After reading Esquire's "How Donald Trump Destroyed a Football League" and again watching ESPN's 30 for 30 Small Potatoes: Who Killed the USFL?, I've been going through nostalgia for something I never experienced. In hindsight, the United States Football League seemed like it'd be cool: Jim Kelly, Herschel Walker, Steve Young, Mouse Davis* in spring games on ESPN. I don't remember actually watching much (any?) USFL when it was active. I had likely kept football in my mind as a fall sport and perhaps I was actually busy studying in college when the games were on (or watching baseball.) Maybe I thought I'd watch USFL games after I graduated from college, maybe I figured it would merge with the NFL at some point.
But the story of what happened to the USFL is instructive. Donald Trump had bought the New Jersey Generals after their initial season and started spending money to try to make them the best team. While they already had Herschel Walker, they splurged on Brian Sipe and other players. Soon, Trump yearned to be accepted as equal of NFL owners. He pushed for the USFL to drop its spring schedule and schedule games for the fall. There is a thread running through the Esquire article and in the 30 for 30 that Trump would never have been accepted by the NFL owners, with Trump being a made-it nouveau riche dude like Al Czervik in Caddyshack but without Al's joyful glee or gauche sense of humor. But the USFL never played fall games. Instead, they - led by Trump - banked on being able to sue the NFL under antitrust law, hoping for a large settlement to keep their league going (they had made the mistake of expanding too soon, counting on expansion fees from new owners) or a merger that would save some of the franchises.
I remember being in the student union as school started at UND in 1986 and somebody asked if the USFL would be playing that fall as they had announced that they would. This person was told by another that no, they would not be competing head-to-head with the NFL, but they had sued the NFL and had won. How much were they awarded? A dollar, somebody else said. No, I said, it was more than that. They looked at me. I had been reading the stories in the paper about the lawsuit, certainly more intrigued with the legal action than I ever had been with any USFL game. I mean, Al Davis finally got a chance for a true heel turn and to stick the knife into Pete Rozelle's back! Antitrust violation is triple damages, I said, they were awarded three dollars. One guy said: "Only you would notice something like that."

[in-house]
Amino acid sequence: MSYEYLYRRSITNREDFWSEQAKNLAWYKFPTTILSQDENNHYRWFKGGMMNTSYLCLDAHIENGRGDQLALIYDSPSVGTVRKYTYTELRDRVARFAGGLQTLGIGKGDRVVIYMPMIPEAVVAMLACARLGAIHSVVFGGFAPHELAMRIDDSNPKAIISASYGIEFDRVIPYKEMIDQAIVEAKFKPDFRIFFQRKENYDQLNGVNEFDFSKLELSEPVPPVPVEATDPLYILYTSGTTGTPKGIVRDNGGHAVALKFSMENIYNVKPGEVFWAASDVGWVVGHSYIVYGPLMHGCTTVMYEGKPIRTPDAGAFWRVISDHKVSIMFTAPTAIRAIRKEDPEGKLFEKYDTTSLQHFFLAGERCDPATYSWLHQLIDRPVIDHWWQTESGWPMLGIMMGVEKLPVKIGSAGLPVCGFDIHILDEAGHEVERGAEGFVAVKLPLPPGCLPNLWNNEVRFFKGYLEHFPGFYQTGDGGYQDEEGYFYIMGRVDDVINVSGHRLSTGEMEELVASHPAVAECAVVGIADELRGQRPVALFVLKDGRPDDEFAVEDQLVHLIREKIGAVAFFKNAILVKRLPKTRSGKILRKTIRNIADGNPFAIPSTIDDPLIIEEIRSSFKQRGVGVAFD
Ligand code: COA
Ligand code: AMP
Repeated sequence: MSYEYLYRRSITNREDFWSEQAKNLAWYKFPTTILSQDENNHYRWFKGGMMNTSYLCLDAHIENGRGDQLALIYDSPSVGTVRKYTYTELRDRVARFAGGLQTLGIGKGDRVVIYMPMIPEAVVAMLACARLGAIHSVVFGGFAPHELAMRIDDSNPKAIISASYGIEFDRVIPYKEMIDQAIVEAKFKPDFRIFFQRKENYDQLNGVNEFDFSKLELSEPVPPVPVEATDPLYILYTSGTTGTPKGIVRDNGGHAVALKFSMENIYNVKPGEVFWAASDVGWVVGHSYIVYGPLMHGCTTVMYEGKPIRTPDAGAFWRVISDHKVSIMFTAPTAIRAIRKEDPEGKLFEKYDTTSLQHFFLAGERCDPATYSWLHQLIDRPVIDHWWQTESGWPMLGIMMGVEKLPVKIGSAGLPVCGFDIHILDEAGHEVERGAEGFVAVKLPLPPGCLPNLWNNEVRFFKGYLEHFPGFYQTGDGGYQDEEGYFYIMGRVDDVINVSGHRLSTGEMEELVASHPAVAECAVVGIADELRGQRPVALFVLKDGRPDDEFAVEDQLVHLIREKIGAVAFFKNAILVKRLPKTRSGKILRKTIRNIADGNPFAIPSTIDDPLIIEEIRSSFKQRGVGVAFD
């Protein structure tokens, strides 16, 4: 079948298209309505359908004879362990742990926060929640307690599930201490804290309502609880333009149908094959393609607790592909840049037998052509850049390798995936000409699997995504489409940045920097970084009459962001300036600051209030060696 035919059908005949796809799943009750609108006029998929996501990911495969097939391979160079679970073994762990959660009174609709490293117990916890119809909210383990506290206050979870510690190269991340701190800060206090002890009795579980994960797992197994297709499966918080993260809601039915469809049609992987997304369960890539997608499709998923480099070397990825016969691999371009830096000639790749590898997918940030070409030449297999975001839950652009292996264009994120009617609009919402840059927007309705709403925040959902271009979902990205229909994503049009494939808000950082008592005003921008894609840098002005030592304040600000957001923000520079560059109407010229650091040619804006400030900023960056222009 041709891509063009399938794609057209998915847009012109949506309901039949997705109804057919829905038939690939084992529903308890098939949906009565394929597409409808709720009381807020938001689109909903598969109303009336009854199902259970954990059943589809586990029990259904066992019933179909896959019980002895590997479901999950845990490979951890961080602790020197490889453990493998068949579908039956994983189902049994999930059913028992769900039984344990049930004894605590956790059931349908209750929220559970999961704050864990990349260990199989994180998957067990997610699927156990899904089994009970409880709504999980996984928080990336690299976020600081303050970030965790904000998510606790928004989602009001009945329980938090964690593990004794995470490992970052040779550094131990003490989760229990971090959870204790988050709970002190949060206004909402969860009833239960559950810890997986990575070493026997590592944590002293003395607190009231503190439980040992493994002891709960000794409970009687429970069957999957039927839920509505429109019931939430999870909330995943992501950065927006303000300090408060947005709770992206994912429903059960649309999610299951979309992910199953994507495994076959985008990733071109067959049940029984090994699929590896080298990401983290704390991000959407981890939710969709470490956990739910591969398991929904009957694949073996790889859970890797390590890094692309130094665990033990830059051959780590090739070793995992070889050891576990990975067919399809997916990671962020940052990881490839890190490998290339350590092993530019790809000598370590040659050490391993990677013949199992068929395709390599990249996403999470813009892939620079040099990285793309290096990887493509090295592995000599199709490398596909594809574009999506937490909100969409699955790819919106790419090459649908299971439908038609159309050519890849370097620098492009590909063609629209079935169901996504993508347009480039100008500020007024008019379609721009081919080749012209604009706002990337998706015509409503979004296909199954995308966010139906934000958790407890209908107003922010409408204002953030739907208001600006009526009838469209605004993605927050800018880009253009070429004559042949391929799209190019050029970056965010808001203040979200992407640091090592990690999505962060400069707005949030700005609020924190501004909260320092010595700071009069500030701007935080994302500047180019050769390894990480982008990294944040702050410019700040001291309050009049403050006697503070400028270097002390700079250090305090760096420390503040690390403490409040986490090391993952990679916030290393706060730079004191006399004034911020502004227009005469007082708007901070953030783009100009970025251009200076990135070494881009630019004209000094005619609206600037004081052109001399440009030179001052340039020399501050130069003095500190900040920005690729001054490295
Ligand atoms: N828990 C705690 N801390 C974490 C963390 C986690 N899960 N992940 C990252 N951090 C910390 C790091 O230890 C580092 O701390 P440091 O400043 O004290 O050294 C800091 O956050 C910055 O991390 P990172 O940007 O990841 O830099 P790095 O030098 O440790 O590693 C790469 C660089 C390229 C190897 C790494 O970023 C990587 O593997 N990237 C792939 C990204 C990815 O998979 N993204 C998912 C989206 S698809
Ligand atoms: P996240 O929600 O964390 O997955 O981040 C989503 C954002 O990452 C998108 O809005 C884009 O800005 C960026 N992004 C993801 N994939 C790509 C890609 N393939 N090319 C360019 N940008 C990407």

New Jersey Generals play-by-play man Charlie Steiner in the Esquire article: "He was the Pied Piper and these other desperate owners went along for the ride. It all happened in a flash. Then the USFL was dead and gone and he moved on to the next thing, which was Atlantic City. Which didn't work out too well, either."**
Earlier this summer, I bought a USFL shirt because I dug the color and was still slapping myself over that "they will get three dollars" antitrust comment thirty years ago. (Hey I only got a C in business law sophomore year, gotta celebrate someway somehow.) I now realize that wearing my USFL shirt is a protest of sorts. Because what does the long-gone USFL tell us? That Trump will push some fantasy about how he can make things quickly better and eventually some kind of ruin - three dollars plus minimal interest, multiple bankruptcies, turning a major political party into a punchline and refuge for white nationalists - inevitably follows. Trump? He could give a single. He told the 30 for 30 director after an interview that the USFL was "small potatoes". In the Esquire article, the director says that Trump sent him a note after receiving a copy of the documentary that said: "You are a loser."
*Mouse Davis was head coach at Division I-AA powerhouse Portland State in the late seventies. They were nationally ranked and came to Grand Forks to play UND. My Dad and I were in the stands as then-Division II UND beat Neil Lomax and his Vikings. Time to time when the Cardinals are playing in the NFL, I go onto Twitter and make a Neil Lomax reference.
** In the 30 for 30, after being told of Steiner's criticisms, Trump - twenty-plus years after the Generals folded - makes a cryptic remark about how Steiner should still be "loyal."